Configuring Log4net in code using Windsor Installers


Castle provides a great way to structure the setup of your application using the installers. Ninject providers a similar mechanism with modules which you could also use.

Managing configuration was getting pretty painful on my current project, so cutting it down was necessary. Since we don’t need to edit most of the log4net configuration after a build is done, compiling this in is acceptable.

We are using the log4net facility for castle, so this is the first thing we set up.

public class LoggingInstaller : IWindsorInstaller
    public void Install(IWindsorContainer container, IConfigurationStore store)
        if (!container.Kernel.GetFacilities().OfType<LoggingFacility>().Any())
            container.AddFacility("logging", new LoggingFacility(LoggerImplementation.Log4net));

        var root = ((Hierarchy)LogManager.GetRepository()).Root;
        root.Repository.Configured = true;


Next we set up an EventLog appender using the built in object model provided by log4net.

private static IAppender GetEventLogAppender()
    var patternLayout = new PatternLayout("%appdomain [%thread] %-5level - %message%newline [%properties]%newline %exception");

    var eventLogAppender = new EventLogAppender
                                   Name = "Application",
                                   Layout = patternLayout,
                                   ApplicationName = "MyApp",
                                   SecurityContext = NullSecurityContext.Instance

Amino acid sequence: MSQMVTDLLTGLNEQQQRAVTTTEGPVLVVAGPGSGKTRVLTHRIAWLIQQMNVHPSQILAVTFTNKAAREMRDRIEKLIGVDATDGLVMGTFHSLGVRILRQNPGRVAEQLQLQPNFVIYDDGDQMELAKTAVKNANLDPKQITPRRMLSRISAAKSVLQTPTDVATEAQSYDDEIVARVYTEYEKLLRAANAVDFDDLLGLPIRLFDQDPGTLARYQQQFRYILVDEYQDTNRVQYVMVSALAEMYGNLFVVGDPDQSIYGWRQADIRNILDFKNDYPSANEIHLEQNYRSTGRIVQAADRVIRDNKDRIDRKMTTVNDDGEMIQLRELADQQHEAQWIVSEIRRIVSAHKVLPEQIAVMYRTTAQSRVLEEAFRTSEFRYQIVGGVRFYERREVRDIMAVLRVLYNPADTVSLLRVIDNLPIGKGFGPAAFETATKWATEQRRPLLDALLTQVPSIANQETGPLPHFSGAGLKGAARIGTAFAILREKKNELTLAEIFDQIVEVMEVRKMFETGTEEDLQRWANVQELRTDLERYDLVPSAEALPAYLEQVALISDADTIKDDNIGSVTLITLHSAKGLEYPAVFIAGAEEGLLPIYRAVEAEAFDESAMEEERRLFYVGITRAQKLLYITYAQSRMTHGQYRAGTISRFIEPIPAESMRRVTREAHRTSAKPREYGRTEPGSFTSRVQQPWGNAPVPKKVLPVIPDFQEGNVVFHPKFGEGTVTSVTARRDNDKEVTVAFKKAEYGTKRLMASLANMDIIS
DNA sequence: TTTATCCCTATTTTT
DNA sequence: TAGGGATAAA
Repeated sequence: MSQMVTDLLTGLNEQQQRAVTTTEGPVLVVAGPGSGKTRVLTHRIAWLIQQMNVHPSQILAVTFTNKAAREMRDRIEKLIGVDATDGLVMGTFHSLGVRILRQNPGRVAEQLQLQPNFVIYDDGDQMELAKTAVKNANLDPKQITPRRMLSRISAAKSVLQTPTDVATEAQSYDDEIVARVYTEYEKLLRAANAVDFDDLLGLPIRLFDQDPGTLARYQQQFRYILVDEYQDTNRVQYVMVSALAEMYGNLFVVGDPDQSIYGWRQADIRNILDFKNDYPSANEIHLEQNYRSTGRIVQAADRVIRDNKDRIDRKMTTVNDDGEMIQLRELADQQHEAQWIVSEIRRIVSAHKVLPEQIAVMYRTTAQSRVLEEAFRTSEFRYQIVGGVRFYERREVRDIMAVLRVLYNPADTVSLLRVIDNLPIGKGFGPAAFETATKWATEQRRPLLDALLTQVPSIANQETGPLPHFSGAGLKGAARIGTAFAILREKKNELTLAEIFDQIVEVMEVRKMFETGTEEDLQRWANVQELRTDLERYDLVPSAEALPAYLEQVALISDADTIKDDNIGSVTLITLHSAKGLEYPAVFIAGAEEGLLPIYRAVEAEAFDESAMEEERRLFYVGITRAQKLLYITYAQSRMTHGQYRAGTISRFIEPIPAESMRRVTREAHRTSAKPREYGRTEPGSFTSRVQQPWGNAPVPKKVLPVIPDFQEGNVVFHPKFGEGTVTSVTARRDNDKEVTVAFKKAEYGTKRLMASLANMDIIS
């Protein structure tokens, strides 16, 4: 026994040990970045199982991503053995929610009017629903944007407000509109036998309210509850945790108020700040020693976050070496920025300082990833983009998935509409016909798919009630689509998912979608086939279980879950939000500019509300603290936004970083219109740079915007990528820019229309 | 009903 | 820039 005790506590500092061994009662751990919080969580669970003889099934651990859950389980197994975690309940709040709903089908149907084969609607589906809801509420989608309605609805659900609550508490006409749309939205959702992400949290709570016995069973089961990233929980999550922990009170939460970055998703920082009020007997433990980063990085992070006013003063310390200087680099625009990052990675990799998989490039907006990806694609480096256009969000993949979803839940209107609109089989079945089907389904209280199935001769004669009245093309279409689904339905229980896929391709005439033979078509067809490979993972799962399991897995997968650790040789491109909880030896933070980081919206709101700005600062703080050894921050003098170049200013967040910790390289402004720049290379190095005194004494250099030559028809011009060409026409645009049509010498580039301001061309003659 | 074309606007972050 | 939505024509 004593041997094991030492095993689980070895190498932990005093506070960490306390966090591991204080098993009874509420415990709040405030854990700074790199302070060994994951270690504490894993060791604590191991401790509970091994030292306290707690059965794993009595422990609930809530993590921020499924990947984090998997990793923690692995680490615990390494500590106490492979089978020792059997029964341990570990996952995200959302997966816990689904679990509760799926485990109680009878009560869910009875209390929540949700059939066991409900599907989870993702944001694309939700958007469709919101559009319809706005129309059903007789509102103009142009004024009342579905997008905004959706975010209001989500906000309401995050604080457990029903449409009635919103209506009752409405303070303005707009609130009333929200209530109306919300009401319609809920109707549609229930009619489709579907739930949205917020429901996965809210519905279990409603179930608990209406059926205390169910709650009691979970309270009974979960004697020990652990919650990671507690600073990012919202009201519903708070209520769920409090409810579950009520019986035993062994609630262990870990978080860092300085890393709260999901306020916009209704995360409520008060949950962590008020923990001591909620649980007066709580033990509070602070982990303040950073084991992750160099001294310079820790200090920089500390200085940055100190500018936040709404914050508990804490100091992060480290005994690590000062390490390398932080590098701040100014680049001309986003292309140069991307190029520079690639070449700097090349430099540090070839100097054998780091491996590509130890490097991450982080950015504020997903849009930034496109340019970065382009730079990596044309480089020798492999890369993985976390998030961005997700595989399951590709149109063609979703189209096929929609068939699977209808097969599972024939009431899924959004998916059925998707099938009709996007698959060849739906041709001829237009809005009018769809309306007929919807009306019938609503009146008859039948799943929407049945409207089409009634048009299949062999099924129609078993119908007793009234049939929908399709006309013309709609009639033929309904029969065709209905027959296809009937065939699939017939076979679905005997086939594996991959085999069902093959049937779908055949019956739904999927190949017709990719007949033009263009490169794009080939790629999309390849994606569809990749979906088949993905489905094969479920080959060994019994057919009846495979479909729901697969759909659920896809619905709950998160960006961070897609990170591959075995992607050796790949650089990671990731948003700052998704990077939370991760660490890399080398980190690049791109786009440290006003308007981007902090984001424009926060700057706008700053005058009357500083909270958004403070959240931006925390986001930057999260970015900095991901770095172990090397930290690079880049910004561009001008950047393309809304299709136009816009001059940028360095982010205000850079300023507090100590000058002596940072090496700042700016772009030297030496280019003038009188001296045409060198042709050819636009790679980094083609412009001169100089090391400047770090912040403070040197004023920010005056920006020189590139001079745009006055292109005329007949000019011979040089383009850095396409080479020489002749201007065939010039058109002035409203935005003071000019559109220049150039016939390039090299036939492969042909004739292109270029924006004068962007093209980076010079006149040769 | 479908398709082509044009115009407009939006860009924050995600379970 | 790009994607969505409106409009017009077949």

return eventLogAppender;


And after calling container.Install(new LoggingInstaller()) we have logging without writing a single line of XML!

WCF, RouteTables and Castle Windsor


We are using the routing functionality to give our RESTful WCF service nice endpoints, however I ran into trouble, none of our services were being injected.

The service had two constructors which seemed odd, an empty one and one with dependencies specified…

public Api()

public Api(IBasket basketService)
    _basketService = basketService;

The injected services were NULL, so I removed the public constructor and got:


This sounds like the default WCF factory at work, checking the SVC files we get:

<%@ ServiceHost 
    Factory="Castle.Facilities.WcfIntegration.DefaultServiceHostFactory, Castle.Facilities.WcfIntegration" 

That’s also configured correctly, but we have overridden the default routing, let’s take a look at that:

RouteTable.Routes.Add(new ServiceRoute("Api", new ServiceHostFactory(), typeof(Api)));

That looks like the default WCF factory to me… Doh! Let’s fix that up…

RouteTable.Routes.Add(new ServiceRoute("Api", new DefaultServiceHostFactory(container.Kernel), typeof(IApi)));

Great, we are now using the windsor factory, and we can remove the default parameter-less constructor from our API service.

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